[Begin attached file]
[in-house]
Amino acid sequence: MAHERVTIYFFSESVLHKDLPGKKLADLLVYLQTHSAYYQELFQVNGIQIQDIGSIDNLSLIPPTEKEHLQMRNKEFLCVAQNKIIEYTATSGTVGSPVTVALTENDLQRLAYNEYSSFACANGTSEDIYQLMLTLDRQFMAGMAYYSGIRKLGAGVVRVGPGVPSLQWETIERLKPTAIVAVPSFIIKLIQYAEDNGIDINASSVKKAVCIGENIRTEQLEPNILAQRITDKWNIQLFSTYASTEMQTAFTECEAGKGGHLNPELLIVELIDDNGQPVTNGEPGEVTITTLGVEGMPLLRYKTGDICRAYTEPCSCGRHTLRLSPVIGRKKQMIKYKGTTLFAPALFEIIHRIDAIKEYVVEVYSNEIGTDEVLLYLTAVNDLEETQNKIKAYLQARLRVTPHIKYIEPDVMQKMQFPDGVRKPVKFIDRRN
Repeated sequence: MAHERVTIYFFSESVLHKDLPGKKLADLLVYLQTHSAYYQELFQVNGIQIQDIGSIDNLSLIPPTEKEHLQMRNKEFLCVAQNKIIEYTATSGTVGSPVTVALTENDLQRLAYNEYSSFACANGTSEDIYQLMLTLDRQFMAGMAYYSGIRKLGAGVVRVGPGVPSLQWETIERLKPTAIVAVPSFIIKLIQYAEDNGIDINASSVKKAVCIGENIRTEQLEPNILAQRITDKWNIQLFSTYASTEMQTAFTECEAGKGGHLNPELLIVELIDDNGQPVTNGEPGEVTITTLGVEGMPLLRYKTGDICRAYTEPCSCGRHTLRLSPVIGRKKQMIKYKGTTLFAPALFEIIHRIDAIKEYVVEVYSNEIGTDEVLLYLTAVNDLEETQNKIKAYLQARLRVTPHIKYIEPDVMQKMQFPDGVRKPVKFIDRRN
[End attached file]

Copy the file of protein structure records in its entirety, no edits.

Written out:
[in-house]
Amino acid sequence: MAHERVTIYFFSESVLHKDLPGKKLADLLVYLQTHSAYYQELFQVNGIQIQDIGSIDNLSLIPPTEKEHLQMRNKEFLCVAQNKIIEYTATSGTVGSPVTVALTENDLQRLAYNEYSSFACANGTSEDIYQLMLTLDRQFMAGMAYYSGIRKLGAGVVRVGPGVPSLQWETIERLKPTAIVAVPSFIIKLIQYAEDNGIDINASSVKKAVCIGENIRTEQLEPNILAQRITDKWNIQLFSTYASTEMQTAFTECEAGKGGHLNPELLIVELIDDNGQPVTNGEPGEVTITTLGVEGMPLLRYKTGDICRAYTEPCSCGRHTLRLSPVIGRKKQMIKYKGTTLFAPALFEIIHRIDAIKEYVVEVYSNEIGTDEVLLYLTAVNDLEETQNKIKAYLQARLRVTPHIKYIEPDVMQKMQFPDGVRKPVKFIDRRN
Repeated sequence: MAHERVTIYFFSESVLHKDLPGKKLADLLVYLQTHSAYYQELFQVNGIQIQDIGSIDNLSLIPPTEKEHLQMRNKEFLCVAQNKIIEYTATSGTVGSPVTVALTENDLQRLAYNEYSSFACANGTSEDIYQLMLTLDRQFMAGMAYYSGIRKLGAGVVRVGPGVPSLQWETIERLKPTAIVAVPSFIIKLIQYAEDNGIDINASSVKKAVCIGENIRTEQLEPNILAQRITDKWNIQLFSTYASTEMQTAFTECEAGKGGHLNPELLIVELIDDNGQPVTNGEPGEVTITTLGVEGMPLLRYKTGDICRAYTEPCSCGRHTLRLSPVIGRKKQMIKYKGTTLFAPALFEIIHRIDAIKEYVVEVYSNEIGTDEVLLYLTAVNDLEETQNKIKAYLQARLRVTPHIKYIEPDVMQKMQFPDGVRKPVKFIDRRN